Month: September 2018

Decreasing the jobs available in America

Wells Fargo, the world’s third-largest United States bank, has announced that it will lay off about 26,500 employees after years of outsourcing American jobs and importing foreign workers.

In an announcement this week, Wells Fargo executives said that by 2021, about 26,500 workers at the multinational bank would be laid off. This accounts for about ten percent of the Wells Fargo global workforce, where 265,000 workers are currently employed.

The news comes after Wells Fargo has for years imported foreign workers to the U.S. to take high-paying, white collar jobs with the bank and has continued outsourcing jobs to cheap labor countries like the Phillippines.


Hilarie Gamm Talks: Women in U.S. Tech

In every state, white collar jobs are vanishing. What started with the exodus of tech jobs in the 1990s has now grown to affect doctors, accountants, graphic designers, engineers, physical therapists, purchasing managers, and recruiters. Pretty much every type of professional career woman, in spite of employment advances in the U.S., has been significantly affected by immigration. In many cases, to satisfy shareholders and profit margins, corporations are outsourcing “back-office” positions and replacing American professionals, particularly women, with cheaper foreign workers brought in on H-1B, F1, OPT,L1 and O visas.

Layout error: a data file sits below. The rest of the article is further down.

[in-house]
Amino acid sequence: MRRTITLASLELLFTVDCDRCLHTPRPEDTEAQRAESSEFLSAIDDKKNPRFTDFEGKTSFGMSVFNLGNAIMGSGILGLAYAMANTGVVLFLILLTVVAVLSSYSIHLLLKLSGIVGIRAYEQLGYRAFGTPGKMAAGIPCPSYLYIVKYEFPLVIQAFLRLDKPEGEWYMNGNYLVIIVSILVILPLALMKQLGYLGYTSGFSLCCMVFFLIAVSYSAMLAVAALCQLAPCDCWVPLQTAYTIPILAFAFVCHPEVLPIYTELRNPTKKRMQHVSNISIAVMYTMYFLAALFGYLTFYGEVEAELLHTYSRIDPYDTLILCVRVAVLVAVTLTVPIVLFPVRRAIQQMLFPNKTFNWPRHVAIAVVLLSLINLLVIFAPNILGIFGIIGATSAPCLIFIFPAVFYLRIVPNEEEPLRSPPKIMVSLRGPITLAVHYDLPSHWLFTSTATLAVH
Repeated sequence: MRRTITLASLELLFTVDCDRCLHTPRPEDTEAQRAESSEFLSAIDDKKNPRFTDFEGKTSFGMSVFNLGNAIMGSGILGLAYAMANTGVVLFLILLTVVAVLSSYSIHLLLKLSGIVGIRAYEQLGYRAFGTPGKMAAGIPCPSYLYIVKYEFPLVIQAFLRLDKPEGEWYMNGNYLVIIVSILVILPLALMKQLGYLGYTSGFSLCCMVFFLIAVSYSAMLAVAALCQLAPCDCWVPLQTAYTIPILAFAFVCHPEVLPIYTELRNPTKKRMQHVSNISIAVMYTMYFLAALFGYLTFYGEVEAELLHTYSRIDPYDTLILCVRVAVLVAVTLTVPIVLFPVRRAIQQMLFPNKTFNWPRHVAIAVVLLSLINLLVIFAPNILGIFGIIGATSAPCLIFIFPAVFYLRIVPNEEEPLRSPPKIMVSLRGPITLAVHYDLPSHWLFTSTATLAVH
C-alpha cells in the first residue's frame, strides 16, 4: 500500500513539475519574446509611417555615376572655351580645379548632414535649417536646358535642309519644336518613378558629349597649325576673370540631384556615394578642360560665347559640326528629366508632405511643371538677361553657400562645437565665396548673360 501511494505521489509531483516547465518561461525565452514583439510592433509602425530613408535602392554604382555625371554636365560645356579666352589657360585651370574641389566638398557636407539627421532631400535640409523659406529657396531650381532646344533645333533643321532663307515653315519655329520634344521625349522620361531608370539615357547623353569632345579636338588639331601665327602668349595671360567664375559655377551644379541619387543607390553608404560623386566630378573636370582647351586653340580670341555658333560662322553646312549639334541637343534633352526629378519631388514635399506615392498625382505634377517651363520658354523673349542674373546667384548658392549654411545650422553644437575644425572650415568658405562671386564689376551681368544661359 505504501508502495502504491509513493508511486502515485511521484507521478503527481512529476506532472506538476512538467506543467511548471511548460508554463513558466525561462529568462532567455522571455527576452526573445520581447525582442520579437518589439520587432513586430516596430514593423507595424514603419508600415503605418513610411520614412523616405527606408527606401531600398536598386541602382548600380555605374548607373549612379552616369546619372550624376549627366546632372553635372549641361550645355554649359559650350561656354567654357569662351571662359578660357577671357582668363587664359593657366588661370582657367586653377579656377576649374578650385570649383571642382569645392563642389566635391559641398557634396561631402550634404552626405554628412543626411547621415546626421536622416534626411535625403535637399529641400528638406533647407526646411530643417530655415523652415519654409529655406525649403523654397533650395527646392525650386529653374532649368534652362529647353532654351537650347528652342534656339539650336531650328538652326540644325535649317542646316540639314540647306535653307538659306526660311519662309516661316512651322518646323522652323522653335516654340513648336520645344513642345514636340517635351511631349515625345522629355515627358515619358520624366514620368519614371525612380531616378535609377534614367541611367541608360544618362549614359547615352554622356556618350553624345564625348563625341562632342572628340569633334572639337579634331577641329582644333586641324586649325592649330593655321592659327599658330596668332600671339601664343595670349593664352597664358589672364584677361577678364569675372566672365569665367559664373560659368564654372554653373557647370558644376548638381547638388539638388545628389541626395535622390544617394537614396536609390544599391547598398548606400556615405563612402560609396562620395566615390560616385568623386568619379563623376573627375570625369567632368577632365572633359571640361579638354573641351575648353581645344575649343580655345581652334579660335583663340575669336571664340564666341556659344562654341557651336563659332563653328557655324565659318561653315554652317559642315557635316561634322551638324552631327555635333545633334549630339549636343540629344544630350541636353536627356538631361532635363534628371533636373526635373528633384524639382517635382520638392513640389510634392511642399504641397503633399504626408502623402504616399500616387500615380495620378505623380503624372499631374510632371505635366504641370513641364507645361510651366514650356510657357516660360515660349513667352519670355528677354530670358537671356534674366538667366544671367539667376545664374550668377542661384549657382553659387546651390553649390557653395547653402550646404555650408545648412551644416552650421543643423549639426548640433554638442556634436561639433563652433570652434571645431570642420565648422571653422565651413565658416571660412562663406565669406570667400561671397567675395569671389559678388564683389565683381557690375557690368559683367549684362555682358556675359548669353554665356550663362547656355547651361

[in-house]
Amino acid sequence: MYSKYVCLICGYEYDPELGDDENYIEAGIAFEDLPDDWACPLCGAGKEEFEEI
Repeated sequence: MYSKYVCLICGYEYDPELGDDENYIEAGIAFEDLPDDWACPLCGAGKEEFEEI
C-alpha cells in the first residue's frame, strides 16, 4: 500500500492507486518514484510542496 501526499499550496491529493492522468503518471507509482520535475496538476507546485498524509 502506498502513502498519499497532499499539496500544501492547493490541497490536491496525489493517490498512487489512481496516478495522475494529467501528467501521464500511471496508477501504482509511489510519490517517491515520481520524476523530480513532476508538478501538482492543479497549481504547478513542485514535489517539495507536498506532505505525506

One excellent recent example of this phenomena played out earlier this year. In January, insurance behemoth Transamerica entered into a $2 billion contract with Tata Consultancy Services, an Indian offshoring company that secures thousands of H-1B visas annually.  Many U.S. technology workers will be displaced as a result of the deal.  Much of the work will ultimately be shifted to Tata’s offices in India.

The Transamerica technology organization — which had a truly diverse workforce of American women, blacks, whites, Asians, Latinos, recent college grads and mid-career professionals — will instead be composed of a far less diverse population of workers. The majority will be Indian, male, and under 40.

Women STEM professionals are hurt. As this scenario has played out over and over again across America, female professionals are most often laid off and met with a challenging job landscape, they very often leave the technology field to opt into another profession that pays the bills and offers more job security.